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Lack Of Regulatory Compliance, Respect & Competency Are Key Issues

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Lack Of Regulatory Compliance, Respect & Competency Are Key Issues

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He advised that during 2010 the Fire Minister, Bob Neil, set up a review to determine the future of the wider fire sector and its inter-relationship with other key services and industry. Known as 'Fire Futures', this Strategic Review is intended to develop a range of future strategy options for the fire sector and make recommendations.

One of the key intents of the review is to consider the issue of fire 'in the round' and around thirty industry Bodies and Associations, either directly from within the fire safety industry or associated with it, were consulted for their views and guidance. He pointed out that the ASFP's view was that fire safety provision in buildings needs to be based on a consistent and connected process. It requires continuity along the chain from design, through specification and construction, to occupation, including extension of the best practice principles to existing buildings and refurbishments.

The current regulatory framework is considered as substantially fit for purpose. The key issue is securing compliance with the regulations and guidance. Without doubt, he stressed, this is one of the biggest concerns. Furthermore, outside the core fire safety sector it is evident that there is a significant lack of respect for the regulations and this is substantially responsible for a failure to follow compliance. In addition, there is currently a perceived low level of competency in relation to fire safety and the built environment and no common qualification framework that covers building and fire safety competencies. Whilst the Fire and Rescue Service carries out building safety checks, no single organisation can take on responsibility for awareness of fire safety amongst building designers, constructors, owners and occupiers.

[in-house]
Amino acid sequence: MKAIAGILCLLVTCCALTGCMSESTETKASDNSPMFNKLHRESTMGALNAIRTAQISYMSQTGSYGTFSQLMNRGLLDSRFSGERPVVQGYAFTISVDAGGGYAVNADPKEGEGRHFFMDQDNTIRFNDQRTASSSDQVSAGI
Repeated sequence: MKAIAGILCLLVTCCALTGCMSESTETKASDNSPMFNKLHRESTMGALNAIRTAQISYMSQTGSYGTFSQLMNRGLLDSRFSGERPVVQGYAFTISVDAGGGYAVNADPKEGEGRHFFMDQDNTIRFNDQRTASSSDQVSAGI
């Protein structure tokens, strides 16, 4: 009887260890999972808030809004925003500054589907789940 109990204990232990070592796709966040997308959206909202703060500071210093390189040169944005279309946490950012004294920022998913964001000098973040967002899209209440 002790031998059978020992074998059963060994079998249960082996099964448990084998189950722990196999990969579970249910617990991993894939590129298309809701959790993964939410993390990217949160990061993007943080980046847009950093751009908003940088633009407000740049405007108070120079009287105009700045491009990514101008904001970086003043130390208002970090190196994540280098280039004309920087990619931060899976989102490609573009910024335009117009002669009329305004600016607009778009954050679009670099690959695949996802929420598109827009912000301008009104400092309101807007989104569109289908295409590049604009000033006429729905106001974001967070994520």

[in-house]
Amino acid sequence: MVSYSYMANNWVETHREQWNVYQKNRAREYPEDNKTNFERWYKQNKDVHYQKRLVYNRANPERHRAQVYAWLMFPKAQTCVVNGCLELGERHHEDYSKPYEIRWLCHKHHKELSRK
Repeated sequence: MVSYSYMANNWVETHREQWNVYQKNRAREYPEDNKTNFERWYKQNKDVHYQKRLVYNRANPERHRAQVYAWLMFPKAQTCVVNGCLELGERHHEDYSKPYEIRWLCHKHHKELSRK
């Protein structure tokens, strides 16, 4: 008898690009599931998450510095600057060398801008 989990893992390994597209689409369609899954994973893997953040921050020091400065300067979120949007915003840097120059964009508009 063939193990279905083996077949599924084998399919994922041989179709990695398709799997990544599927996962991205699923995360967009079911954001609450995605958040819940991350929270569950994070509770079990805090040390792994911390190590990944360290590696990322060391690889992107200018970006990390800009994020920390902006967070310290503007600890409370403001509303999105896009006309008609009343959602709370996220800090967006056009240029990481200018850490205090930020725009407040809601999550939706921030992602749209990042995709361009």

He called for much wider dialogue, in particular with those outside the core specialist fire safety sector (for example designers, specifiers, contractors and building owners) who are not fire specialists, but who in practice are responsible for delivering fire safety.

The increasing development and application of risk-based design approaches, under the banner of fire safety engineering or expert judgment, continues to be of concern to the fire sector. Such situations occur where the building is too big, too complex, or too innovative to fit comfortably within the more rigid standard. Here there is a tendency for techniques to be applied, more and more beyond their limits of applicability, without adequate scrutiny and essentially outside the scope of approved practice.

Boundaries are being increasingly pushed into areas of uncertainty, where applicable supporting knowledge is at best weak and at worse, non-existent. The risk is, he commented, that fire safety margins are being increasingly squeezed; with much less room for error should the unexpected happen. The underlying message must be that fire safety provisions in buildings need to be based on a consistent and connected process. Unfortunately, the process as it currently operates is fragmented and disjointed. Brian Robinson's full speech can be found at: www.asfp.org.uk

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